In the TV series "Breaking Bad," the nefarious chemistry-teacher-turned-crystal-meth-kingpin Walter White buys a car wash to launder his money.
But real estate is traditionally the preferred asset for criminals and thieves looking to stash money, which makes the recent discussions about the role of "dirty money" in Miami real estate less than astonishing. In the realm of "dog bites man," reports that criminal kingpins are buying South Beach condos is not exactly breaking news.
The recent discussions were sparked by an Oct. 2 feature in The Nation headlined, "Miami: Where Luxury Real Estate Meets Dirty Money." Funded in part by a grant from the Fund for Investigative Journalism, the report dives deeply into the world of luxury property in Miami to reveal what everybody already knew.
"There is no way in hell that all of that money is coming out of Mother Teresa's convent."
According to the report, "significant numbers of foreign condo buyers [in Miami] are political figures and businesspeople seeking to illegally export capital abroad, launder profits or evade taxes."
Shocking! The article spotlights a few examples of nefarious figures who have bought property in Miami, but never gets close to defining "significant numbers." Is it larger than the number of gangsters buying villas on the Costa del Sol in Spain? Is the number more or less than the number of bankers carrying suitcases full of cash into Dubai?
Criminals, corrupt officials and greedy oligarchs like pretty places with beaches. That is apparently news to The Nation, but it's hardly a secret in Miami. After six months of research, The Nation was only able to tout uncovering "more than a score of notable foreign property holders in Miami, from a former senior Angolan official to various oligarchs, political cronies and controversial figures from Eastern Europe and Latin America."
Nevertheless, the basic premise that Miami real estate is fertile ground for money laundering is certainly interesting and worthy of attention. Shady characters with seemingly unlimited funds are undoubtedly playing a role in Miami's must-discussed revival.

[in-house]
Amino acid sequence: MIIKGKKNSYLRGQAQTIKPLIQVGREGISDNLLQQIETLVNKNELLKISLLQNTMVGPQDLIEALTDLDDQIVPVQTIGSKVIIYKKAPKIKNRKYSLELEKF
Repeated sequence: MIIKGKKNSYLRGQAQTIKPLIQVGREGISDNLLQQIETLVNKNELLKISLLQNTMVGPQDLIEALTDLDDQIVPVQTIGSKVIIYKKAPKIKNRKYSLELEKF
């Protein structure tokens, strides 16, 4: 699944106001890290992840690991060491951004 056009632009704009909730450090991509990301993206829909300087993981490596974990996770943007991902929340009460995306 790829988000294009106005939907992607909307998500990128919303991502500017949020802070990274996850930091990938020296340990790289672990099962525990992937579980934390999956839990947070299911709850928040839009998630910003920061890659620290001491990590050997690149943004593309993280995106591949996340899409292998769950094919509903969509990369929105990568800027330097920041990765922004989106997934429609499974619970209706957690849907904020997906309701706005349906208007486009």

"There is a huge amount of dirty money flowing into Miami that's disguised as investment," Jack Blum, a former congressional investigator and Washington attorney specializing in money-laundering cases, told The Nation. "The local business community sees any threat to that as a threat to the city's lifeblood."
Local analyst Peter Zalewski followed up a few days later with his own report in the Real Deal, an interview with Charles Intriago, a former assistant U.S. attorney and Florida's special counsel on organized crime.
"There is a wave of willful blindness about the source of a good portion of the money coming into real estate investments in South Florida," Mr. Intriago said. "There is no way in hell that all of that money is coming out of Mother Teresa's convent."
But the question is, what to do about it? It's not the real estate industry's role to play judge and determine the guilt or innocence of a prospective buyer. Many sales are made through complicated legal entities, making it difficult for law enforcement to trace the source of the money, nevertheless a real estate agent.
Until politicians decide to crack down on money-laundering and criminals buying property are brought to justice, sleazy operators and mysterious international figures will always be part of life in Miami, like mosquitos in the summer and corrupt politicians. They visit for the sun and sand and stay for the beachfront condos.